The restorative qualities of these nasal breathing patterns can leave your body feeling refreshed and renewed with virtually no lactic acid build-up. For performance athletes, this is the difference between winning or losing, after all the rigors of training.
Nasal breathing also activates and strengthens vagus nerve activity which influences metabolism. The vagus nerve (cranial nerve X) is the main nerve of the parasympathetic branch of the autonomic nervous system. The vagus nerve regulates metabolic homeostasis by controlling heart rate, gastrointestinal motility and secretion, pancreatic endocrine and exocrine secretion, hepatic glucose production, and other visceral functions (Harada, Yamazaki, Koda, & Tokuyama, April 2013).
Let’s set the tone for a workout...
The key is warming up the body with breathing techniques that activate digestion first. Then, incorporating various nasal breathing techniques to tease and relax the autonomic nervous system.
Tips to Get Started:
- Begin nasal breathing using the diaphragmatic breath. Watch these videos on Diaphragmatic Breathing: Technique and Benefits of the Ocean Sounding Breath and Breathe Your Way into Healthy Heart Rates. I recommend practicing this while walking in order to master how it feels to breathe this deeply as your heart rate rises. Then, take it into your sport or fitness routine. Slow down to master breathing in this way. Yes, you might feel like you’re drowning!
- Next, use a system of counting on your inhale and exhale. Inhale the breath for a count of three and exhale for six strides, pedals or seconds.
- Create another layer by inhaling for a count of three, holding the breath in for a count of three and exhaling the breath for a count of six.
I recommend practicing each of these individually until you master them, trying the second and third bullets (above) for five to ten minutes each. By the time you’ve got the third breathing pattern down you’ll have yourself a nicely sequenced warm-up. Then, let your body go . . . but don’t stop nasal breathing through the rest of your workout.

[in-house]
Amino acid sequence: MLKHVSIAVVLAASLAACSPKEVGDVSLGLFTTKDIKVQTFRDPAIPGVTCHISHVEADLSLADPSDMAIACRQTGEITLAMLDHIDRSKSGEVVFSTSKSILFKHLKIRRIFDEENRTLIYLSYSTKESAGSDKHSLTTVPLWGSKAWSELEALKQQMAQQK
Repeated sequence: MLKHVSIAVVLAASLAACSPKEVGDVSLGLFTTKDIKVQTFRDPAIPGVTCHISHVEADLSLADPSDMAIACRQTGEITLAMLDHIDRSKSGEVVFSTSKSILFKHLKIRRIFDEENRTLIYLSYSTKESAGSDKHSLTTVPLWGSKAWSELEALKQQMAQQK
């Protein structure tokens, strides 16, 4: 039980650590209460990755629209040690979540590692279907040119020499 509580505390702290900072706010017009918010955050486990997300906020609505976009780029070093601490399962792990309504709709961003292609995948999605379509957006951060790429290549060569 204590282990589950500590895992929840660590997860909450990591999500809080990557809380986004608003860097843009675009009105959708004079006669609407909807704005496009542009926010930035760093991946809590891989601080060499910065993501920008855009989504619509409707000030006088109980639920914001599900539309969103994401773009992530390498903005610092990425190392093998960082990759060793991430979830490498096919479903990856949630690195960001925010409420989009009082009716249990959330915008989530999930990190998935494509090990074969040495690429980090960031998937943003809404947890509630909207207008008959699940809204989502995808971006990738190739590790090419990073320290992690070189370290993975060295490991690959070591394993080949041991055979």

As you strengthen your diaphragm muscle, build on your counting. Imagine inhaling for ten counts, holding the breathing in for a count of ten and exhaling for 20 counts. Over time, you’ll discover the many yoga breathing techniques to integrate into your workouts and hundreds of ways to sequence them.
Whether you're a training athlete or fitness enthusiast, there is a science to exercising your body.
Kitchen, S. (November 2015). Do You Burn Fat Instead of Sugar, Retrieved from http://m.ironman.com/
The Journal of Physiology (Impact Factor: 5.04). 01/2006; 577.1:445-457, The influence of inspiratory muscle work history and specific inspiratory muscle training upon human limb muscle fatigue. Retrieved from https://www.researchgate.net/
Novotny, S. (2007, February 1). The science of breathing. Ideafit.com. Retrieved from http://www.ideafit.com/
Sominsky, L. & Spencer, S. (May 2014). Eating behavior and stress: a pathway to obesity, School of Health Sciences and Health Innovations Research Institute, Retrieved from http://journal.frontiersin.org
Harada, S., Yamazaki, Y., Koda, S., Tokuyama, S. (April 23, 2014). Hepatic Branch Vagus Nerve Plays a Critical Role in the Recovery of Post-Ischemic Glucose Intolerance and Mediates a Neuroprotective Effect by Hypothalamic Orexin-A, Retrieved from http://journals.plos.org/